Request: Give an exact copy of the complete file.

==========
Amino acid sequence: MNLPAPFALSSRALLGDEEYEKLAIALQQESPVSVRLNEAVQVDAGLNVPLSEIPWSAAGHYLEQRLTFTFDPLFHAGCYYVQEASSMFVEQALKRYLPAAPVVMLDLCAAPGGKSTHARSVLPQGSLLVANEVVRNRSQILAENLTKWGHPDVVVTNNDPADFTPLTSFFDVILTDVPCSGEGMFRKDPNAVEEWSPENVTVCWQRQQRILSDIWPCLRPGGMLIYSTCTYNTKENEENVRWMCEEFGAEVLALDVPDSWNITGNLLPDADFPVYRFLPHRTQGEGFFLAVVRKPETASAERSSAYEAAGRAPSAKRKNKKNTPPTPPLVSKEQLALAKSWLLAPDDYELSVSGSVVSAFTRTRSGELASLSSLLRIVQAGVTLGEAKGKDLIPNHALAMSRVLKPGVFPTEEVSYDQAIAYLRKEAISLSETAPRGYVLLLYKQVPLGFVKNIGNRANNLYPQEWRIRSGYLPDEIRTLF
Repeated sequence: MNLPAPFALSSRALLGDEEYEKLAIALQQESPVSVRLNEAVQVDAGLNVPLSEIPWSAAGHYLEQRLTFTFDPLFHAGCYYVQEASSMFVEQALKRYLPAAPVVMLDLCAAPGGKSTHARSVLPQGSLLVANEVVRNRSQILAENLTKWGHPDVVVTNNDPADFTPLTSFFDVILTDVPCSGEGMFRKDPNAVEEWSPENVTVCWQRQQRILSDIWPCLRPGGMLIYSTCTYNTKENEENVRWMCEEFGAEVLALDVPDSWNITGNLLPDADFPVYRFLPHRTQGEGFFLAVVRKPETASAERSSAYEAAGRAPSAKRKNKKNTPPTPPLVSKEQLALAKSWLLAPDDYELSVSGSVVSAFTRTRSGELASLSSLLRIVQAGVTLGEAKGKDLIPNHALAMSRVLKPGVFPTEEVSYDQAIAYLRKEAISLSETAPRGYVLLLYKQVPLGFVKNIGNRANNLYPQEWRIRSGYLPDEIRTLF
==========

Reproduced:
Amino acid sequence: MNLPAPFALSSRALLGDEEYEKLAIALQQESPVSVRLNEAVQVDAGLNVPLSEIPWSAAGHYLEQRLTFTFDPLFHAGCYYVQEASSMFVEQALKRYLPAAPVVMLDLCAAPGGKSTHARSVLPQGSLLVANEVVRNRSQILAENLTKWGHPDVVVTNNDPADFTPLTSFFDVILTDVPCSGEGMFRKDPNAVEEWSPENVTVCWQRQQRILSDIWPCLRPGGMLIYSTCTYNTKENEENVRWMCEEFGAEVLALDVPDSWNITGNLLPDADFPVYRFLPHRTQGEGFFLAVVRKPETASAERSSAYEAAGRAPSAKRKNKKNTPPTPPLVSKEQLALAKSWLLAPDDYELSVSGSVVSAFTRTRSGELASLSSLLRIVQAGVTLGEAKGKDLIPNHALAMSRVLKPGVFPTEEVSYDQAIAYLRKEAISLSETAPRGYVLLLYKQVPLGFVKNIGNRANNLYPQEWRIRSGYLPDEIRTLF
Repeated sequence: MNLPAPFALSSRALLGDEEYEKLAIALQQESPVSVRLNEAVQVDAGLNVPLSEIPWSAAGHYLEQRLTFTFDPLFHAGCYYVQEASSMFVEQALKRYLPAAPVVMLDLCAAPGGKSTHARSVLPQGSLLVANEVVRNRSQILAENLTKWGHPDVVVTNNDPADFTPLTSFFDVILTDVPCSGEGMFRKDPNAVEEWSPENVTVCWQRQQRILSDIWPCLRPGGMLIYSTCTYNTKENEENVRWMCEEFGAEVLALDVPDSWNITGNLLPDADFPVYRFLPHRTQGEGFFLAVVRKPETASAERSSAYEAAGRAPSAKRKNKKNTPPTPPLVSKEQLALAKSWLLAPDDYELSVSGSVVSAFTRTRSGELASLSSLLRIVQAGVTLGEAKGKDLIPNHALAMSRVLKPGVFPTEEVSYDQAIAYLRKEAISLSETAPRGYVLLLYKQVPLGFVKNIGNRANNLYPQEWRIRSGYLPDEIRTLF